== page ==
LOS ANGELES — Even as a deluge of Chinese cash flows into Hollywood, Chinese movies are sputtering with American audiences. And despite presiding over the world’s fastest-growing movie market — and one that may be bigger than the U.S.’s as soon as next year — China’s Hollywood ambitions apparently aren’t happening fast enough.
At the March 25 China-U.S. Film Summit in Beijing, which featured keynote addresses from showbiz luminaries such as “Gravity” director Alfonso Cuarón and Academy of Motion Picture Arts and Sciences President Cheryl Boone Isaacs and panels full of executives from both sides of the Pacific, there was plenty of venting about China’s inability to crack the code with American moviegoers, despite more money being pumped into its homegrown industry than ever — and those films packing local theaters.
In her recap of the summit, ScreenDaily’s Liz Shackleton chronicled a laundry list of complaints on the topic. And it’s not just homegrown films’ seeming inability to travel that’s to blame. Despite a flurry of co-production deals between Chinese and American studios, such as China’s second-largest broadcaster, Hunan TV, ponying up $375 million to invest in a slate of films from Lions Gate Entertainment Corp. and Perfect World Pictures’ $250 million arrangement with Universal Pictures, a true co-produced hit remains frustratingly elusive.
Rance Pow, the chief executive of film consulting firm Artisan Gateway, said co-productions “haven’t hit their stride yet,” and that’s a major issue. David Lee, the chief executive of marketer and distributor Leeding Media, blamed subtitles. “One thing we’ve got to think about is the fact that American audiences are not used to reading subtitles in the way that other marketplaces are,” he said.
And adding insult to injury, after a stretch where homegrown films dominated, U.S. studio films currently occupy the top two spots on China’s box-office charts. Chinese movies packed theaters during the Chinese New Year season, when its cinemas are closed to imports, but Hollywood has taken advantage of the window reopening. Disney’s “Zootopia” has made more than $173 million in China since opening March 4, and Warner Bros.’ “Batman v Superman: Dawn of Justice” opened with a $57 million weekend, which fell short of expectations but still put it comfortably in the lead.
Chinese films haven’t traveled as well as one might think for a variety of reasons, including the fact that its domestic audience trends much younger than almost everywhere else, but blaming subtitles seems to miss the mark. Sure, they can clutter the screen and jokes often land at different times for the listening and reading audiences, but plenty of subtitled movies have made tons of money in the United States.
Ang Lee’s Mandarin-language 2000 martial arts epic “Crouching Tiger, Hidden Dragon” was a surprise smash hit, making $128 million at the U.S. box office — and picking up an Academy Award for best foreign-language film. Another Chinese martial arts adventure, Zhang Yimou’s “Hero,” made nearly $54 million at American theaters despite being released in the U.S. nearly two years after the movie premiered in China in late 2002. And more recently, Mexican dramedy “Instructions Not Included” reeled in more than $44 million in the U.S.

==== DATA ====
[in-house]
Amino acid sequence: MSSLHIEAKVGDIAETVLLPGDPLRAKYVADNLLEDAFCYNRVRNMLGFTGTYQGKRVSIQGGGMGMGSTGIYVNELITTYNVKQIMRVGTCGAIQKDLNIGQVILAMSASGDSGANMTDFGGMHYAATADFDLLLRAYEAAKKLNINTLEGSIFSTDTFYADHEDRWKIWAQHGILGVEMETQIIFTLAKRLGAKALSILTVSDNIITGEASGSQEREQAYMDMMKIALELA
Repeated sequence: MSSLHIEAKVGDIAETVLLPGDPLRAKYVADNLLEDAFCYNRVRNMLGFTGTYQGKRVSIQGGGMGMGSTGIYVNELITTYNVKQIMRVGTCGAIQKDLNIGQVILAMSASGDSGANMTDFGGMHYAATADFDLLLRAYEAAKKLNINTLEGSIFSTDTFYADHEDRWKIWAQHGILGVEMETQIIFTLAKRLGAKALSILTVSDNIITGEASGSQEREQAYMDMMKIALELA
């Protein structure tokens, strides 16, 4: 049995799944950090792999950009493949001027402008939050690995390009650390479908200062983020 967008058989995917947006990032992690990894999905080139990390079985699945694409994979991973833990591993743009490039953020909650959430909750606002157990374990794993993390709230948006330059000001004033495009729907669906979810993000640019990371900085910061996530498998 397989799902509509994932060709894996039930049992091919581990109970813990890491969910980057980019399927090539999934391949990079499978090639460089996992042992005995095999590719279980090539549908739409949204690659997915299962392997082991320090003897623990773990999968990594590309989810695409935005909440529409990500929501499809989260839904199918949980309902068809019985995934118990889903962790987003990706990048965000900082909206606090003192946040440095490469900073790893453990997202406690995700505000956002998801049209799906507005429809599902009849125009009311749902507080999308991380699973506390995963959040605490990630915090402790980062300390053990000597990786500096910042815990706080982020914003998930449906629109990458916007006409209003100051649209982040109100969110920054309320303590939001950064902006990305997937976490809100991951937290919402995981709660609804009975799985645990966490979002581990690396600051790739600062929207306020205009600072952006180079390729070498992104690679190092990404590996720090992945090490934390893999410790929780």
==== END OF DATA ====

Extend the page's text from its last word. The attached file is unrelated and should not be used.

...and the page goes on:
All those films resonated with American audiences despite forcing them to read words on a screen. But they also got plenty of promotion and buzz once the movies opened here — something China’s biggest-ever film, Stephen Chow’s delightfully insane comedy “Mei Ren Yu (The Mermaid)” didn’t. And maybe there’s something to giving Chinese movies some of the same hype in the U.S. that American films such as “Batman v Superman” get in China — where stars Ben Affleck and Henry Cavill traveled to promote the film.
“The Mermaid” made $522 million in China and only about $3.1 million in the U.S, even though it had the highest per-theater average of any movie the first two weeks it was released here. But despite that obvious demand sign, its extremely limited footprint and lack of any kind of advertising or buzz never seemed to give it much of a chance to catch on. It maxed out at 106 theaters on March 4 — when “Zootopia” premiered and cannibalized much of its would-be audience.
While “The Mermaid” clearly did not need American dollars to pay huge dividends, its complete lack of hype, even in Los Angeles, seems curious given China’s clear desire to be relevant in American theaters. The country’s richest man, Dalian Wanda Group founder Wang Jianlin, owns many of them — his firm owns AMC Theatres, which agreed to acquire Carmike Cinemas. And besides, the movie had an estimated $60 million production budget and a director who’s a known quantity internationally. Chow’s 2005 “Kung Fu Hustle” made $20 million in China, $8 million in Hong Kong — and $17 million in the U.S. And spending some marketing cash to give “The Mermaid’s” Mandarin-speaking megastars Deng Chao, Kris Wu, Zhang Yuqi and Show Luo a higher profile in the U.S. would seem to make sense for all parties.
Maybe Cuarón can help crack the code. At the summit, he said he would like to make a movie in Chinese. That’s certain to get plenty of buzz on both sides of the Pacific.